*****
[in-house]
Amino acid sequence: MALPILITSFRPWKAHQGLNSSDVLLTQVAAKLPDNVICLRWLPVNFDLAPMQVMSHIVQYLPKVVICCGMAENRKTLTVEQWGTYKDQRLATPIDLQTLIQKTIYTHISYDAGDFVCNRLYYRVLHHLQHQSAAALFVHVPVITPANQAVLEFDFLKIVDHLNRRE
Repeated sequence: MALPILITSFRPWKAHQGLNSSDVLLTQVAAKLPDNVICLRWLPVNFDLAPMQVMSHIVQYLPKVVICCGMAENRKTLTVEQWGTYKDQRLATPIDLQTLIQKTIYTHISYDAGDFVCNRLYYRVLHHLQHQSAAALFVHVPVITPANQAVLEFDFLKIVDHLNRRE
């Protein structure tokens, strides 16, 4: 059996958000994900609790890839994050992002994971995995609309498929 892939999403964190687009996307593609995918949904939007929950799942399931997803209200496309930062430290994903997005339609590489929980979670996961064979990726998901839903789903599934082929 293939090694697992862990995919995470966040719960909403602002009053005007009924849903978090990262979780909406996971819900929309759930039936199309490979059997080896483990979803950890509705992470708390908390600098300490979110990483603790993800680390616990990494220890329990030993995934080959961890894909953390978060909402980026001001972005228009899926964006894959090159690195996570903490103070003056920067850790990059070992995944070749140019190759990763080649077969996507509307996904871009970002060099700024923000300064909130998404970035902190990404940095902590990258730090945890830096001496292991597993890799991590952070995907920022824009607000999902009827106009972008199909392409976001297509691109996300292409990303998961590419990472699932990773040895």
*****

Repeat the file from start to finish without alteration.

[in-house]
Amino acid sequence: MALPILITSFRPWKAHQGLNSSDVLLTQVAAKLPDNVICLRWLPVNFDLAPMQVMSHIVQYLPKVVICCGMAENRKTLTVEQWGTYKDQRLATPIDLQTLIQKTIYTHISYDAGDFVCNRLYYRVLHHLQHQSAAALFVHVPVITPANQAVLEFDFLKIVDHLNRRE
Repeated sequence: MALPILITSFRPWKAHQGLNSSDVLLTQVAAKLPDNVICLRWLPVNFDLAPMQVMSHIVQYLPKVVICCGMAENRKTLTVEQWGTYKDQRLATPIDLQTLIQKTIYTHISYDAGDFVCNRLYYRVLHHLQHQSAAALFVHVPVITPANQAVLEFDFLKIVDHLNRRE
């Protein structure tokens, strides 16, 4: 059996958000994900609790890839994050992002994971995995609309498929 892939999403964190687009996307593609995918949904939007929950799942399931997803209200496309930062430290994903997005339609590489929980979670996961064979990726998901839903789903599934082929 293939090694697992862990995919995470966040719960909403602002009053005007009924849903978090990262979780909406996971819900929309759930039936199309490979059997080896483990979803950890509705992470708390908390600098300490979110990483603790993800680390616990990494220890329990030993995934080959961890894909953390978060909402980026001001972005228009899926964006894959090159690195996570903490103070003056920067850790990059070992995944070749140019190759990763080649077969996507509307996904871009970002060099700024923000300064909130998404970035902190990404940095902590990258730090945890830096001496292991597993890799991590952070995907920022824009607000999902009827106009972008199909392409976001297509691109996300292409990303998961590419990472699932990773040895």